MATERIALS AND METHODS

Searching and screening eligible studies

In the present study, we conducted a comprehensive search of the PubMed, Embase, Web of Science, Wanfang, and CNKI databases to identify all potentially eligible studies on rs4938723 polymorphism and cancer risk. The last search was updated on December 22, 2016, by using the following search terms: (pre-mir-34b/c OR pri-miR-34b/c OR mir-34b/c OR microRNA-34b/c OR rs4938723), (gene OR polymorphism OR allele OR variation), and (cancer OR carcinoma OR tumor). We also manually searched the references of previous meta-analyses and reviews to identify other studies. All of the selected studies in our meta-analysis conformed to all of the following criteria: (1) case–control studies; (2) evaluation of rs4938723 polymorphism and cancer risk; (3) sufficient genotype frequency data for calculating the OR and 95% CI; and (4) genotype distribution of the control group that was consistent with the HWE. The major exclusion criteria were as follows: (1) duplicates of previous publications; (2) studies irrelevant to cancer or miRNA-SNPs; and (3) no available data used for the SNPs.

Data extraction and quality assessment

Two authors (HL and BXM) independently reviewed and determined whether an individual study was eligible for inclusion. A third reviewer would participate if any discrepancy was encountered, and a final decision was made by the majority of the votes. The following data were extracted from each eligible study: (1) the surname of the first author, (2) year of publication, (3) country, (4) ethnicity, (5) cancer type, (6) number of controls and cases, (7) allele or genotype frequencies of cases and controls, and (8) HWE of the control subjects. The quality assessment for each eligible study was assessed according to a methodological quality assessment scale that was extracted and modified from previous studies [38]. Six items were assessed. The quality scores ranged from 0 to 10.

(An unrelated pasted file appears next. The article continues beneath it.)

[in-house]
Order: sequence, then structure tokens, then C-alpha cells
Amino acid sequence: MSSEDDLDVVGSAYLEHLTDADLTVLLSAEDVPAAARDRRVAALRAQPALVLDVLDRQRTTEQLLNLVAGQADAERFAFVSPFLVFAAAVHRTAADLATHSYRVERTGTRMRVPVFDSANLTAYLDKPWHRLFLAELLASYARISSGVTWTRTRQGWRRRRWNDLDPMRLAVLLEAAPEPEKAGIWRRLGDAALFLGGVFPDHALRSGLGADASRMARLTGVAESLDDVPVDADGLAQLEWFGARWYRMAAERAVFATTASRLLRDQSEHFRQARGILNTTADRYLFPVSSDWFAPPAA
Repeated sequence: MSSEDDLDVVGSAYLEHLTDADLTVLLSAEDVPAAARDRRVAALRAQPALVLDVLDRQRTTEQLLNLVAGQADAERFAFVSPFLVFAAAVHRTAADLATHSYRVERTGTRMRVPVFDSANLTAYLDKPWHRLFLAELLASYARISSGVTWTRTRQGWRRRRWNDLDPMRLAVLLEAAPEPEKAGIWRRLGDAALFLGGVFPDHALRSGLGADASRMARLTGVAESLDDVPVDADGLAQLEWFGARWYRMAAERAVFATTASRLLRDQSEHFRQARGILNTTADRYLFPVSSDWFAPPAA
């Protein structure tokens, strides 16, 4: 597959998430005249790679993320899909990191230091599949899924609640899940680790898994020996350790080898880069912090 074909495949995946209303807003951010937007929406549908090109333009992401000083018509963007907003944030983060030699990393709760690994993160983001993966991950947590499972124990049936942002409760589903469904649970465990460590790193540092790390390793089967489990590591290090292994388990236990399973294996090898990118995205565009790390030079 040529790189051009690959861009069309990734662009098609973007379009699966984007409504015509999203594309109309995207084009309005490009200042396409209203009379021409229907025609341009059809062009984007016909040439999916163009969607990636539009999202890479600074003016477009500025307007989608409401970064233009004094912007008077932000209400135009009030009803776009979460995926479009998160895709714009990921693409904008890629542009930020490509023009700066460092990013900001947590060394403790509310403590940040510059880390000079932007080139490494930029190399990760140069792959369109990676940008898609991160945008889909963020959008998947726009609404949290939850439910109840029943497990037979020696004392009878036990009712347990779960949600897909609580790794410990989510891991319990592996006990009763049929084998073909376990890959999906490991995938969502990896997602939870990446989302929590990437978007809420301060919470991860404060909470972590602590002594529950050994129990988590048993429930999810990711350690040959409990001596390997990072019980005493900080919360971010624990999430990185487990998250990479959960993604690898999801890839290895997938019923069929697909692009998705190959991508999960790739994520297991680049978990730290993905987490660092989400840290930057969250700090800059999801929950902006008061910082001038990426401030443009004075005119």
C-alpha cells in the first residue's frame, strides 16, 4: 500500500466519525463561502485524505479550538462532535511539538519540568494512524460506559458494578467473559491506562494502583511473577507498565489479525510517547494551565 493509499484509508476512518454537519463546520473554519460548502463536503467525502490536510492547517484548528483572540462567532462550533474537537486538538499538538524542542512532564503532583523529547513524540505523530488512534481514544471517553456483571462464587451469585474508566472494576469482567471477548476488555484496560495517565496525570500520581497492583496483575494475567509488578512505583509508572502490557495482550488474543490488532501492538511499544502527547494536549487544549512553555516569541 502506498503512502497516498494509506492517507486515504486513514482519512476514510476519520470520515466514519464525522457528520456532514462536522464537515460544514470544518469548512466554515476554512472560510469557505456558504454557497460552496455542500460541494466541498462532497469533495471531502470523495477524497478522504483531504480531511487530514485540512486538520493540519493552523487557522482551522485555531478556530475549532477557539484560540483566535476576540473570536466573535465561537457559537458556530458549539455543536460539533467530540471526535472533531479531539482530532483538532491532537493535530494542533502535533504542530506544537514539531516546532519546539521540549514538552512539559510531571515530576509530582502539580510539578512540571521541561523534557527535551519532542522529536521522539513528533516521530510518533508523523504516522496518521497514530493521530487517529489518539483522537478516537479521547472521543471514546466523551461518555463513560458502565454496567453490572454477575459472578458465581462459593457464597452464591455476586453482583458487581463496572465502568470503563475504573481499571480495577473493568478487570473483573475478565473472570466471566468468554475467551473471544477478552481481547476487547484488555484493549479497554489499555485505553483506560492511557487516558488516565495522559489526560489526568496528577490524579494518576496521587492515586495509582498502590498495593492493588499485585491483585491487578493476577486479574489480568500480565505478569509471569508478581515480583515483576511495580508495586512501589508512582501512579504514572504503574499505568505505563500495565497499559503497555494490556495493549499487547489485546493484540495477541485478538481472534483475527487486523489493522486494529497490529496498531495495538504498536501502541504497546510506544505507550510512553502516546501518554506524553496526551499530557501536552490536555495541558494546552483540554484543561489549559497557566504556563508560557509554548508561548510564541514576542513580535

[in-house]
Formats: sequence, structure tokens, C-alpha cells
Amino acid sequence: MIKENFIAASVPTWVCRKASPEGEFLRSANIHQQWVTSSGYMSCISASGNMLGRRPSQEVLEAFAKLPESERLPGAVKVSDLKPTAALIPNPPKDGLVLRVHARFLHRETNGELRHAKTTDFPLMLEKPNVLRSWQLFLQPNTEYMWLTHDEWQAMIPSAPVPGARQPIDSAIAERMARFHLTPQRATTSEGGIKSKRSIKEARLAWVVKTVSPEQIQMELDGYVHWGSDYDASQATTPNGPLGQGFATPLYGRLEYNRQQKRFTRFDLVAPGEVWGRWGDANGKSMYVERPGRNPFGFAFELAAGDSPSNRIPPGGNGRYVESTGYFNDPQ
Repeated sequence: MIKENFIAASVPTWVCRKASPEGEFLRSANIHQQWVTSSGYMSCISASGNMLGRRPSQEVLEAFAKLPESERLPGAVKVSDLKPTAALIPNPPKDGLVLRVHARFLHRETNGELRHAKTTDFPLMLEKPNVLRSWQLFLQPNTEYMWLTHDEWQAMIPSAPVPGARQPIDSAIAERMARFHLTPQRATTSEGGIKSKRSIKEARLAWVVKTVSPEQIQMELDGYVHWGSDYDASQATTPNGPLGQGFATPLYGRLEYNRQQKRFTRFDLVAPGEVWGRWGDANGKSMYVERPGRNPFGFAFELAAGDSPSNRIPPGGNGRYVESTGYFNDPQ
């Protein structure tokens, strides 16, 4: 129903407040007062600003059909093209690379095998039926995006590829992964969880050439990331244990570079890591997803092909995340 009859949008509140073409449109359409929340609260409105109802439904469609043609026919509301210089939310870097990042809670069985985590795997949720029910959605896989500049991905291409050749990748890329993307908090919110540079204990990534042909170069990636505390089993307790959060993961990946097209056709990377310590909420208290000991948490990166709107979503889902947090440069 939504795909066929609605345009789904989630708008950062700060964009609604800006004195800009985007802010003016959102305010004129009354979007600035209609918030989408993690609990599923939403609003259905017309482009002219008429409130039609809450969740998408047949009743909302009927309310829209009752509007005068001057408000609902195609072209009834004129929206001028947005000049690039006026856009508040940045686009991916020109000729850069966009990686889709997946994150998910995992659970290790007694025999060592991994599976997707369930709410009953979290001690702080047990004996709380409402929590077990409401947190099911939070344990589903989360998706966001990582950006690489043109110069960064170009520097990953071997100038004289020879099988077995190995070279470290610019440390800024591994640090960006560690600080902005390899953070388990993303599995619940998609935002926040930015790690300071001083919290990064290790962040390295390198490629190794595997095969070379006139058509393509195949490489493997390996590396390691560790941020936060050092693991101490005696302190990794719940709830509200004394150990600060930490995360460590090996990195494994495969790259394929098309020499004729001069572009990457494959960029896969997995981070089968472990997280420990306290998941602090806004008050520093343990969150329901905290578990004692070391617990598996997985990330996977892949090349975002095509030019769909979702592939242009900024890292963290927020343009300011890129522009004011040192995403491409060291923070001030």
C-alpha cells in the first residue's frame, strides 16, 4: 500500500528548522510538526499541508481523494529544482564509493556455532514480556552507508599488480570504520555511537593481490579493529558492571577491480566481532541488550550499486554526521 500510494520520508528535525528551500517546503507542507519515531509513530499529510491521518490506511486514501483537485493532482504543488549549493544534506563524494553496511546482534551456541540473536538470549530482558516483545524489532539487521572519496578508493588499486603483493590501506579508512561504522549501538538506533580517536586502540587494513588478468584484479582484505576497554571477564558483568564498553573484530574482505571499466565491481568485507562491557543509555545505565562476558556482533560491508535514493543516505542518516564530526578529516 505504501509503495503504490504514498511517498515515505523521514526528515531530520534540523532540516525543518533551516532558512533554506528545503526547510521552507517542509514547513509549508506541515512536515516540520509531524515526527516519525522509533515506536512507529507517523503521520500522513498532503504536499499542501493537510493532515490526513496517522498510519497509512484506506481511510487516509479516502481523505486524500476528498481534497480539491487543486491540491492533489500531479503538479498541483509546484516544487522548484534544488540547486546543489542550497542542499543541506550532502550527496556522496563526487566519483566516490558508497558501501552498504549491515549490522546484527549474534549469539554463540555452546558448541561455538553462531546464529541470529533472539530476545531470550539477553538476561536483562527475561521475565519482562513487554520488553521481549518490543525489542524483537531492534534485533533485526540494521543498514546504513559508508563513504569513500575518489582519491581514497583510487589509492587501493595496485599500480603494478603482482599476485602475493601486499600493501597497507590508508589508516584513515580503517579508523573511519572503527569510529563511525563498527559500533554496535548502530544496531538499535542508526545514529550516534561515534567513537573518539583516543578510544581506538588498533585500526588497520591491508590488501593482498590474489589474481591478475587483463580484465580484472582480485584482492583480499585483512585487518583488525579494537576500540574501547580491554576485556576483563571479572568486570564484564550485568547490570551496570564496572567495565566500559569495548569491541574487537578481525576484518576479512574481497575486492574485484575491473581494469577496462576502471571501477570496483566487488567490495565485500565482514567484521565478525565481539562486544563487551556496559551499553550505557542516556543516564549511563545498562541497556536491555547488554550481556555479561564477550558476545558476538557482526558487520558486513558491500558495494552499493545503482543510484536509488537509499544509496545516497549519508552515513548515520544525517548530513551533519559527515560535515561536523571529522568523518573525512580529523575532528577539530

Statistics

The strength of the association between rs4938723 polymorphism and cancer risk was assessed by ORs and corresponding 95% CIs under five different genetic models. The models were as follows: allele model (C vs. T), genotype model (CT vs. TT and CC vs. TT), dominant model (CC/CT vs. TT), recessive model (CC vs. CT/TT), and over-dominant model (CT vs. CC/TT). p < 0.05 was considered statistically significant. We conducted subgroup analysis according to ethnicity and cancer type. Heterogeneity among studies was examined with Cochran’s Q test and the I2 statistic [39]. A random-effect model was used if the p value of the heterogeneity tests was no more than 0.1 (p ≤ 0.1); otherwise, the fixed-effect model was used. Analysis was performed by using the STATA 11.0 (Stata Corporation, College Station, TX, USA).

CONCLUSIONS

In summary, our study shows that the miR-34b/c gene rs4938723 is a susceptible locus for cancer. The rs4938723 polymorphisms are associated with an increased risk for hepatocellular carcinoma, but decreased risk for colorectal, gastric, and esophageal squamous cell cancer.

Abbreviations

miRNAs, microRNAs; SNPs, single nucleotide polymorphisms; HWE, Hardy–Weinberg equilibrium; NPC, nasopharyngeal carcinoma; HCC, hepatocellular carcinoma; OS, osteosarcoma; CRC, colorectal cancer; BC, breast cancer; ESCC, esophageal squamous cell cancer; LL, lymphocytic leukemia; RCC, renal cell cancer; CC, cervical cancer; GC, gastric cancer; PTC, papillary thyroid carcinoma

Authors’ contributions

Li H and Ma BX were involved in the conception and design of the study. Li H and Diao SL performed the literature searches, data extraction, and analyses. Li H, Diao SL and Yuan SH assessed the data quality. Li H, Diao SL, Li JS and Ma BX contributed to data analysis and interpretation of the results. All authors reviewed and approved the final manuscript.

CONFLICTS OF INTEREST

The authors declare that there are no conflicts of interest in this work.

FUNDING

This research received no specific grant from any funding agency in the public, commercial, or not for-profit sectors.